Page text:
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Kremlin critic Navalny says he is jailed in a ‘concentration camp’

Published: Updated:

Kremlin critic Alexei Navalny, who is serving a two-and-half-year jail term in a penal colony outside Moscow, said Monday he was locked up in a “real concentration camp”.

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His comments were the first confirmation of widespread reports that the Russian opposition politician would be spending his sentence at one of the most notorious facilities in Russia’s extensive network of over 600 work colonies.

“I have to admit that the Russian prison system was able to surprise me. I had no idea that it was possible to arrange a real concentration camp 100 kilometer from Moscow,” Navalny posted on Instagram along with an old photo of himself with a close-cropped haircut.

He added that he was in Penal Colony No. 2 in the town of Pokrov in the Vladimir region northeast of Moscow with a “freshly shaven head”.

Also on Monday, Russian news agencies cited Navalny’s lawyer Olga Mikhailova as confirming that he was at the colony, saying that she had been able to visit him there.

Law enforcement officers detain a man near a court building during a hearing to consider the case of Russian opposition leader Alexei Navalny, who is accused of flouting the terms of a suspended sentence for embezzlement, in Moscow, Russia February 2, 2021. (Reuters)
Law enforcement officers detain a man near a court building during a hearing to consider the case of Russian opposition leader Alexei Navalny, who is accused of flouting the terms of a suspended sentence for embezzlement, in Moscow, Russia February 2, 2021. (Reuters)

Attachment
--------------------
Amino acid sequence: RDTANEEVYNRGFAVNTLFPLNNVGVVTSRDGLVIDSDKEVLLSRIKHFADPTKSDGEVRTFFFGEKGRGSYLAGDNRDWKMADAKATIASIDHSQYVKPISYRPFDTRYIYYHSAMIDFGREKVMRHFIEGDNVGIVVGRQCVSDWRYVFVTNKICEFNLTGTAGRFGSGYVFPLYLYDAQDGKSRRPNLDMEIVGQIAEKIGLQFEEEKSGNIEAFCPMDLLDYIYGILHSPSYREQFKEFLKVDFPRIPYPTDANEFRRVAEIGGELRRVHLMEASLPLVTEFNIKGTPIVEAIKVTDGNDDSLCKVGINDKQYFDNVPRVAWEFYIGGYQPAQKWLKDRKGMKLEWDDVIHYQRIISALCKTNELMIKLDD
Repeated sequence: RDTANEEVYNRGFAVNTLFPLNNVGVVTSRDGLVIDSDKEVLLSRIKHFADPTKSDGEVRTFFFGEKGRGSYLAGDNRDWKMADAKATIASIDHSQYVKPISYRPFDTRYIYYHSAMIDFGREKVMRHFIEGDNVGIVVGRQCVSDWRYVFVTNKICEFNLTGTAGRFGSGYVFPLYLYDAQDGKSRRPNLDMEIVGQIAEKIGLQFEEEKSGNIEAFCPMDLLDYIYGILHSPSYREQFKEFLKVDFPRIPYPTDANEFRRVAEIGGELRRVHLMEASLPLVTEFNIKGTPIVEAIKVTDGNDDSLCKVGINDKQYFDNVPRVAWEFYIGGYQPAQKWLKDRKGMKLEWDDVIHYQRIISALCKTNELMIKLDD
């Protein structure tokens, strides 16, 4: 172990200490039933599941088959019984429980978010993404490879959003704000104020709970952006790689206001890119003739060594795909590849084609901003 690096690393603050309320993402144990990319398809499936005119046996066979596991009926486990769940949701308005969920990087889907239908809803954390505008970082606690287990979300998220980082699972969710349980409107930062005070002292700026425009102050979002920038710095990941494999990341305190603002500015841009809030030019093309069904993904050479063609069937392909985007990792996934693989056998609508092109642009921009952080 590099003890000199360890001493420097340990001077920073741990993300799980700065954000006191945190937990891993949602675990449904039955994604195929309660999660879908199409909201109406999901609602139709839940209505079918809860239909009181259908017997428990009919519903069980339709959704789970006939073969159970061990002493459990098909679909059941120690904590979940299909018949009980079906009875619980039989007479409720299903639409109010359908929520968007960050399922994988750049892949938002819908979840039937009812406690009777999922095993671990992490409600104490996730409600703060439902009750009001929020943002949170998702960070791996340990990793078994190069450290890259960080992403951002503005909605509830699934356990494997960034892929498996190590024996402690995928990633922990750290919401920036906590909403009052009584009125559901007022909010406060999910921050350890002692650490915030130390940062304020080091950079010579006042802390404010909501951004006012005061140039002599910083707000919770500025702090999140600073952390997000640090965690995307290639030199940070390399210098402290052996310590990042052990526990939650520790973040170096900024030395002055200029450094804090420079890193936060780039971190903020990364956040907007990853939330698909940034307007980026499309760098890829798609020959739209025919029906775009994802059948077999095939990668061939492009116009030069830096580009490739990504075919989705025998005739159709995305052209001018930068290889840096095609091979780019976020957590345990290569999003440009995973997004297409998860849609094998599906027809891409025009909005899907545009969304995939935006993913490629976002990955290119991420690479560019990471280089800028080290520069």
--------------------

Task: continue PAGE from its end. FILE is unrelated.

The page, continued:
In his post, Navalny wrote that “video cameras are everywhere, everyone is watched and at the slightest violation they make a report”.

“I think someone upstairs read Orwell’s 1984 and said: ‘Yeah, cool. Let’s do this. Education through dehumanization’,” he added.

Navalny said that he had not yet seen any hints of violence at the colony, but because of the “tense posture of the convicts”, he can “easily believe” previous reports of brutality.

Earlier this month, activist Konstantin Kotov, who spent nearly two years at the colony for violating protest rules, described to AFP an environment in which inmates are not treated “like people”.

In mid-January, Navalny was taken into police custody shortly after landing at a Moscow airport from Germany, where he had been treated for poisoning with the Soviet-era nerve toxin Novichok.

The anti-graft campaigner, who gained prominence for his investigations into the wealth of Russia’s elites, insists the poisoning was carried out on the orders of President Vladimir Putin.

The Kremlin has repeatedly denied the claim, but is yet to launch a probe into the attack.

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